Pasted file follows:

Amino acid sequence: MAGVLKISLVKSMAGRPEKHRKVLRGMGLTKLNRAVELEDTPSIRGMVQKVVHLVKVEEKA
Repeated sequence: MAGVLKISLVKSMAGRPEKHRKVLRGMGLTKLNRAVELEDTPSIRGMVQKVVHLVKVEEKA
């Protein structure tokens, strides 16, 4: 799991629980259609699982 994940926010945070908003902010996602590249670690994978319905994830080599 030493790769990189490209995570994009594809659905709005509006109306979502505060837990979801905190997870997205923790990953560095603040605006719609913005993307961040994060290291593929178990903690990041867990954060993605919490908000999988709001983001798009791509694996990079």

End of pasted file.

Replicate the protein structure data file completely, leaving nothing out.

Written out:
Amino acid sequence: MAGVLKISLVKSMAGRPEKHRKVLRGMGLTKLNRAVELEDTPSIRGMVQKVVHLVKVEEKA
Repeated sequence: MAGVLKISLVKSMAGRPEKHRKVLRGMGLTKLNRAVELEDTPSIRGMVQKVVHLVKVEEKA
């Protein structure tokens, strides 16, 4: 799991629980259609699982 994940926010945070908003902010996602590249670690994978319905994830080599 030493790769990189490209995570994009594809659905709005509006109306979502505060837990979801905190997870997205923790990953560095603040605006719609913005993307961040994060290291593929178990903690990041867990954060993605919490908000999988709001983001798009791509694996990079």